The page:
unesco tyrol

Tyrol

A tradition recognised by UNESCO as intangible cultural heritage since 2001, the “Telfer Schleicherlaufen”, a folkloric dance festival centering around Shrove Tuesday, which sees some 500 men from Telf in Tyrol, many from families that have participated for generations, come together once every five years to exchange knowledge and skills in order to create the festival’s elaborate and spectacular costumes.

unesco Vienna

Vienna

Like any great capital, Vienna is a vibrant hub of commercial, cultural and political activity. But few cities manage to encapsulate mankind’s development from the medieval to the modern quite so successfully. Several key periods in this journey are magnificently preserved and illustrated by the urban and architectural heritage of the Historic Centre of Vienna UNESCO World Heritage Site.

Unesco Burgenland

Burgenland

The province of Burgenland’s Neusiedlersee is both Europe’s second largest steppe lake and a unique physical and cultural landscape. Straddling the Austro-Hungarian border as it does, it has been a natural meeting point for different cultures for millennia, which is evident from the many architecturally splendid settlements that can be found on its shores in both countries.

Unesco upper Austria

Oberösterreich Upper Austria

Not just a place of unparalleled picture-postcard beauty, Hallstadt is also a place of scientific, historic and cultural interest, as its UNESCO World Heritage status shows. Sitting beneath the awe-inspiring mass of the Dachstein, Austria’s most beautiful and iconic peak, the lakeside town owes its existence to the ancient salt mines that its inhabitants have been exploiting for some 3,000 years.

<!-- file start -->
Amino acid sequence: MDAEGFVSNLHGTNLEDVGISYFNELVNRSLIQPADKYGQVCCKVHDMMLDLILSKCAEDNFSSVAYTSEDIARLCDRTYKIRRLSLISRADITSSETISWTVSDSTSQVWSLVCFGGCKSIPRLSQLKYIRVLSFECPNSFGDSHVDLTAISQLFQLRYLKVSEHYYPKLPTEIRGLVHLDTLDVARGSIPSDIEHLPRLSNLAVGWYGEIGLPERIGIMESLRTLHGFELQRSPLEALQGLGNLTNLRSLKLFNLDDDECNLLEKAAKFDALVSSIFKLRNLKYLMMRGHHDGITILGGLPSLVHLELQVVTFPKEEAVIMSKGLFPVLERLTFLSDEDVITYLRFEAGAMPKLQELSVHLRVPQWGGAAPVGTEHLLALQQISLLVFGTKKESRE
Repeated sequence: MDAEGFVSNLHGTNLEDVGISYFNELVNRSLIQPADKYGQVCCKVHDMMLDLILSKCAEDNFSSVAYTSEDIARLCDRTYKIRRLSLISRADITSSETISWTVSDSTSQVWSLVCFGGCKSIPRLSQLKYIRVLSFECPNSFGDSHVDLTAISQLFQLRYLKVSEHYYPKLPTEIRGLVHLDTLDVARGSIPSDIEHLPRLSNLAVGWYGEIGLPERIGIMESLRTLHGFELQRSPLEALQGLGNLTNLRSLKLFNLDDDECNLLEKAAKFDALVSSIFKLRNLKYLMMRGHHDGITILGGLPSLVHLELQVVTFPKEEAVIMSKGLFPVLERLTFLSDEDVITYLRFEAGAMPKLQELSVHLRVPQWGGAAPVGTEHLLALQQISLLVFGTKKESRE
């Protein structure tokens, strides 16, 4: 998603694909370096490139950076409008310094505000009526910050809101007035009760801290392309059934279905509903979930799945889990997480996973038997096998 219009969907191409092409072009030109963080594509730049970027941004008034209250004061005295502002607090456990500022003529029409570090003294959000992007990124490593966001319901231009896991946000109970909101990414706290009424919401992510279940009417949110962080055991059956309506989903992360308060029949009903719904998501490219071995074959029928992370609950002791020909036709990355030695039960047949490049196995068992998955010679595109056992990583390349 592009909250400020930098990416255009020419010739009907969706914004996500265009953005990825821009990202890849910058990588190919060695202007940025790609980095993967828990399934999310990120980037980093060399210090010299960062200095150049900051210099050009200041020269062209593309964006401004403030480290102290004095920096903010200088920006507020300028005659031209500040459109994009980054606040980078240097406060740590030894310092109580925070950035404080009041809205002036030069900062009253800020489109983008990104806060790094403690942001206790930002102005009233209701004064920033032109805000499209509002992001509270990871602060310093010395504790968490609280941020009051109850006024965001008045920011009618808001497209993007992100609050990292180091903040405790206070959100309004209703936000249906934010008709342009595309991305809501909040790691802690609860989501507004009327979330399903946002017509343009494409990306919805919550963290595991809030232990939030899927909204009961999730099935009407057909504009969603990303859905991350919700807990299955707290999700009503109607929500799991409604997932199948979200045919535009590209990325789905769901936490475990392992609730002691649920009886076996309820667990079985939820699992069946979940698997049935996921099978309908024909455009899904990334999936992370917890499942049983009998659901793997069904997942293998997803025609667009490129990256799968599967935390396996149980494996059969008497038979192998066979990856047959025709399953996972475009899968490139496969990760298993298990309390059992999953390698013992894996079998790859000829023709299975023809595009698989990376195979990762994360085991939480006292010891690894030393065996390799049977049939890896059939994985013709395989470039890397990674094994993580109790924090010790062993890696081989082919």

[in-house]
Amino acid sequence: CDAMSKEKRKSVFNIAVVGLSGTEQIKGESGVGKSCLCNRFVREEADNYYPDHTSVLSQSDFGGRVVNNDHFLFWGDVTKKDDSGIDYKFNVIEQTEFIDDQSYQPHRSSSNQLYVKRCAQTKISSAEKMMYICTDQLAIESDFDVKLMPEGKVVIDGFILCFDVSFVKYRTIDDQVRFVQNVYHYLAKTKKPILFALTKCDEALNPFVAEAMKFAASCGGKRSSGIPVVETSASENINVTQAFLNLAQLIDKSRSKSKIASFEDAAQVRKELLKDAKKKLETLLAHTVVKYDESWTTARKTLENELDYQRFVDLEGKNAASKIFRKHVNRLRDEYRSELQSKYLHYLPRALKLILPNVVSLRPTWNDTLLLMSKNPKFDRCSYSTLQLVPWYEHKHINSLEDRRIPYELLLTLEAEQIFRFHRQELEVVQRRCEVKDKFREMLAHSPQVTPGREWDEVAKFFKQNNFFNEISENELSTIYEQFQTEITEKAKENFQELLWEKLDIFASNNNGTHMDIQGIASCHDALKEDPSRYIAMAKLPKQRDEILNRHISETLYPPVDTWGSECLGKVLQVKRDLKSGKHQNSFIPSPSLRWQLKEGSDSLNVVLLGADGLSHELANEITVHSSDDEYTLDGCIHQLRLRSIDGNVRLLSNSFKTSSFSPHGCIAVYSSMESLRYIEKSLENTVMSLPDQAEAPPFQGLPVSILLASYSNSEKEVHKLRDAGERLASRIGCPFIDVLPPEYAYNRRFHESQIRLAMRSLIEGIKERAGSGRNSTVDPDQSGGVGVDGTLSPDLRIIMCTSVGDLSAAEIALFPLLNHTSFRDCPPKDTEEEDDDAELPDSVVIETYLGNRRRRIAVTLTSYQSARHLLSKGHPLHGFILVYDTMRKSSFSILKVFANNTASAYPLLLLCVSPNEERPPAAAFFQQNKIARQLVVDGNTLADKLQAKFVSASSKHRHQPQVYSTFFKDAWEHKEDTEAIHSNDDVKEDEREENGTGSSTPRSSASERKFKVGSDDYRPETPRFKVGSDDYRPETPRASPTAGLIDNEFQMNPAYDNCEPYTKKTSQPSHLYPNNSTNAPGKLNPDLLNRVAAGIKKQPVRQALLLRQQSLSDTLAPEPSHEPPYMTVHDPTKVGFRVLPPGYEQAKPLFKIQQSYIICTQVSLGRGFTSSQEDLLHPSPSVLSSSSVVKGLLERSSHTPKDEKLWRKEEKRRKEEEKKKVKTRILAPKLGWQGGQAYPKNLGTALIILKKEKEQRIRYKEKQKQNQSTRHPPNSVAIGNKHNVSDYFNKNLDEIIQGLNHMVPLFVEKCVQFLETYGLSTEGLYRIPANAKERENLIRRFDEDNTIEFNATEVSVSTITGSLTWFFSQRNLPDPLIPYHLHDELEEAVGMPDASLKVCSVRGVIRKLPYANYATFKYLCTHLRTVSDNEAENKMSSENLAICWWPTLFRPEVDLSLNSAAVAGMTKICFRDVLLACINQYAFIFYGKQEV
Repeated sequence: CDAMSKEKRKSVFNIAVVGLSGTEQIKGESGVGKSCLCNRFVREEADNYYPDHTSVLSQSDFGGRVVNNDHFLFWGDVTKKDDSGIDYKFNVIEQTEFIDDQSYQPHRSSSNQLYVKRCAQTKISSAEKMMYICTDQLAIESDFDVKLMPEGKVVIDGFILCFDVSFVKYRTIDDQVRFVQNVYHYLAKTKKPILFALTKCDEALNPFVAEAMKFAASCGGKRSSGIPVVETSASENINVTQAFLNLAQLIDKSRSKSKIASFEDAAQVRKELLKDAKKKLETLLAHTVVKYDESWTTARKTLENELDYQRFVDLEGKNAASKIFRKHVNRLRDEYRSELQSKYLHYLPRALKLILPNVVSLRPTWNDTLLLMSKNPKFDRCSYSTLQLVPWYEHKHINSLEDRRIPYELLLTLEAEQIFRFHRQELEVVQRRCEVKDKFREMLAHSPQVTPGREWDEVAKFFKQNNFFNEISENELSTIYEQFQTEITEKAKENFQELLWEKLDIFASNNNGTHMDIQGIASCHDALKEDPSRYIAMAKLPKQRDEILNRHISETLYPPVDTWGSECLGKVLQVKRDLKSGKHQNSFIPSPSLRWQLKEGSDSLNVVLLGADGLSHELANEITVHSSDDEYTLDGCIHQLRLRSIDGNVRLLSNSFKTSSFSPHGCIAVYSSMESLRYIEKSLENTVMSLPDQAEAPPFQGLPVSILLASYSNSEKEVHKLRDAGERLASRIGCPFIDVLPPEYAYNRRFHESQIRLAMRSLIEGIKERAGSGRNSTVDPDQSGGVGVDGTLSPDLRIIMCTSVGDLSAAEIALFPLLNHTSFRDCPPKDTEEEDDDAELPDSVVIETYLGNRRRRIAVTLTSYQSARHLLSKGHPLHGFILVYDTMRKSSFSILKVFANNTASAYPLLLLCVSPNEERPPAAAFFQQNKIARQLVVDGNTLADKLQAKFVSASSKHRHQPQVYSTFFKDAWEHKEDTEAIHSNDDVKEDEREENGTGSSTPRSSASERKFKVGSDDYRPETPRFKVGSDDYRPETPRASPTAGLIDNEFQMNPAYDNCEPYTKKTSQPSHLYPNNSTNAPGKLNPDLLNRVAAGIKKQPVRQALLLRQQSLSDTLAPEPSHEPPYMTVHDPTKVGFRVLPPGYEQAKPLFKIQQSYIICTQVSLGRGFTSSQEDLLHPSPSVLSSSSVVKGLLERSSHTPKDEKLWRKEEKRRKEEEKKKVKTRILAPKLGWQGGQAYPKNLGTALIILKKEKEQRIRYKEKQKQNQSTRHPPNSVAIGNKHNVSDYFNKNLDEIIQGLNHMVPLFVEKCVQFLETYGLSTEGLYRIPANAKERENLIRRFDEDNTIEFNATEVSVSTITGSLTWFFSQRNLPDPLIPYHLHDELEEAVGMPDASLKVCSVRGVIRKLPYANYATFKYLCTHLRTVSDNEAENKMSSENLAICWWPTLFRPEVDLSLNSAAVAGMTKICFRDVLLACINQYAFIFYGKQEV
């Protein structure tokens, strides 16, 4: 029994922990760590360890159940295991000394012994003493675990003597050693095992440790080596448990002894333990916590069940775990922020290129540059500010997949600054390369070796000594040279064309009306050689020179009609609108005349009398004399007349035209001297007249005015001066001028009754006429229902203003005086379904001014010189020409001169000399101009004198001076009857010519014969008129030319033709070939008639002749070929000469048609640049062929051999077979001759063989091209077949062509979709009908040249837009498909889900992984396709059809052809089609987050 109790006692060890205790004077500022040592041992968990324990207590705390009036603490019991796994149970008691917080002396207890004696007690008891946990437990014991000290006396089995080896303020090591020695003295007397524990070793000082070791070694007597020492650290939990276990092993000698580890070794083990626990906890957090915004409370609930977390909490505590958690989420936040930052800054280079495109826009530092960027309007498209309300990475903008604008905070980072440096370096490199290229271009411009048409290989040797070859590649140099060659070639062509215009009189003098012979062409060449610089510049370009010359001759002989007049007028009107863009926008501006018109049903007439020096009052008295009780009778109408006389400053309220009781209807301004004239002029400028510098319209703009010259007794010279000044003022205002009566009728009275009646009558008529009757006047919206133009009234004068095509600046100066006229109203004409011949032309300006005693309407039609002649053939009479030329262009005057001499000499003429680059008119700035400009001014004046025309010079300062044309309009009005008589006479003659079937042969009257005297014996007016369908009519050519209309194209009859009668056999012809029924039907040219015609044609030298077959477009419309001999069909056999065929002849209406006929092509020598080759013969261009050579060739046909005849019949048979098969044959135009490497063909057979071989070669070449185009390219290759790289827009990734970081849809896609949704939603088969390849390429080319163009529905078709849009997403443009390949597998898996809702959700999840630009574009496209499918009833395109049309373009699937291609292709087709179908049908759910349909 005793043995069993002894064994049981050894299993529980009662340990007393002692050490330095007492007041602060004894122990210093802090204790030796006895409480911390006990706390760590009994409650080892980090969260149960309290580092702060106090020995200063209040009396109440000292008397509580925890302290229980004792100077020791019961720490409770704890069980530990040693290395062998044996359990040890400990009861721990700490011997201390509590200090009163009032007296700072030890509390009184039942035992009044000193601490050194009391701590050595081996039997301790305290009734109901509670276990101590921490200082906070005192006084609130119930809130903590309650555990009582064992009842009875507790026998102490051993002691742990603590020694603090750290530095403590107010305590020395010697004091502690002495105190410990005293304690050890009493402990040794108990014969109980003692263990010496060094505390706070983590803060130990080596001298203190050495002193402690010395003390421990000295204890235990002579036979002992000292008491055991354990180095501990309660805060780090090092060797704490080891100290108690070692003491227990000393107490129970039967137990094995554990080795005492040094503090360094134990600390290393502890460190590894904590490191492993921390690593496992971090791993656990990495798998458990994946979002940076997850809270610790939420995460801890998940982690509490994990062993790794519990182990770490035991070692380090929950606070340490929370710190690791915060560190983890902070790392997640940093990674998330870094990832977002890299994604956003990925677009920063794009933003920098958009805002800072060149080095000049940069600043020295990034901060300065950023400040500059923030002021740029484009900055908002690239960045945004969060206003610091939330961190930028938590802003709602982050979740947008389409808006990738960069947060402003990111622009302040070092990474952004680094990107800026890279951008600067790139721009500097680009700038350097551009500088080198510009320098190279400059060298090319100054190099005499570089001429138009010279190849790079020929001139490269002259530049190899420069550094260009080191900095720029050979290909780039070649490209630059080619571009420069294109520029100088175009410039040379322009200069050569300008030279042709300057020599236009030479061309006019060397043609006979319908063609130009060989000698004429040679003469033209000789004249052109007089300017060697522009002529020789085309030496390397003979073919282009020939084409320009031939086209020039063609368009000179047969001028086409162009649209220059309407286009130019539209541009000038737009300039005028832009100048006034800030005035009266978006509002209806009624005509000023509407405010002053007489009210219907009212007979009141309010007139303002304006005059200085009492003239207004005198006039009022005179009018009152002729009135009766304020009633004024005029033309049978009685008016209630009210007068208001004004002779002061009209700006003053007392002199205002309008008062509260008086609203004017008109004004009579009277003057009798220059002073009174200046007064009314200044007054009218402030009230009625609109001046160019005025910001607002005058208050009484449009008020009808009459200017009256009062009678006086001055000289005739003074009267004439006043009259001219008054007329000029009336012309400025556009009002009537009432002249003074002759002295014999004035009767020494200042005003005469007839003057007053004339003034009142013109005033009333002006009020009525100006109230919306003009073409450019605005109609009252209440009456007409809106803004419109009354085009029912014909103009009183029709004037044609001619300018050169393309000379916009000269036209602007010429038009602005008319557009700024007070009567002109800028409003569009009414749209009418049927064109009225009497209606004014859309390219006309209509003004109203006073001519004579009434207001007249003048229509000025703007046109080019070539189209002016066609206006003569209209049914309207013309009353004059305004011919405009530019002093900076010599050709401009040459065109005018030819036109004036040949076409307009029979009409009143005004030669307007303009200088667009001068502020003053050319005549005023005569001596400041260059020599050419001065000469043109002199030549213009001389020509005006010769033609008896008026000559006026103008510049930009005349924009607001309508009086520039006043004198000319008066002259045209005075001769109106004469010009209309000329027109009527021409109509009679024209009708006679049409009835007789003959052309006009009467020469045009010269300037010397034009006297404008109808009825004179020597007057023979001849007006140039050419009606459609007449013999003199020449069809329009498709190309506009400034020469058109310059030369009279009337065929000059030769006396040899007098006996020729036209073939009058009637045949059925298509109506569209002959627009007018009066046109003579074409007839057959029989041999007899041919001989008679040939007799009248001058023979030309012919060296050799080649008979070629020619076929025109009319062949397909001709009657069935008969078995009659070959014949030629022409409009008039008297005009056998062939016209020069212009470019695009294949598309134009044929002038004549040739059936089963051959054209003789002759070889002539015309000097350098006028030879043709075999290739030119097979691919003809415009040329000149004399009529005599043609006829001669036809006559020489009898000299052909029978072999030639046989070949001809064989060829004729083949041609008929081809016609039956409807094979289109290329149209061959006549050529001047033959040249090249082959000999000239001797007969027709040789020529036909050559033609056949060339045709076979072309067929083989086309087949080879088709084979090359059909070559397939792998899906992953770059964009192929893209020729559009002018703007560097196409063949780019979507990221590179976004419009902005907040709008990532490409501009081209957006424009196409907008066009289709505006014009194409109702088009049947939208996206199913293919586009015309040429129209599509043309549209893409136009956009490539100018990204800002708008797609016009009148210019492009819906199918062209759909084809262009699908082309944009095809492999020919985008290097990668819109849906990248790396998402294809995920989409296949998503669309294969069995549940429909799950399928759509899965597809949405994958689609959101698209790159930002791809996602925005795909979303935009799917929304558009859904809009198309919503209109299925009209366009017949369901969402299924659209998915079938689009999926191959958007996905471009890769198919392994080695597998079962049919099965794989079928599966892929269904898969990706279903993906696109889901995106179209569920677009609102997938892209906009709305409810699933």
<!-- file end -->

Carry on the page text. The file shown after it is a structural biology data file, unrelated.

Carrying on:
Home are you to great daughters and sons

History, culture and landscape, together with other elements, combine to form the special character of a country. Like most countries, Austria has the first two in abundance, but one of the things that make the country truly unique is how synonymous it is with its spectacular landscape.

It is no surprise, then, that a class from Dr Jonas primary school in the town of Kapfenberg placed a delightful Alpine landscape at the heart of their concept for the Austria coin. The design came about by each child drawing individual elements that were brought together as one. Surrounded by a circle of smiling children holding hands, the design beat 4,000 other entries in the national competition to design the coin. It doing so it has provided the crowning glory to the Austrian Mint’s ambitious and educational Austria Piece by Piece series.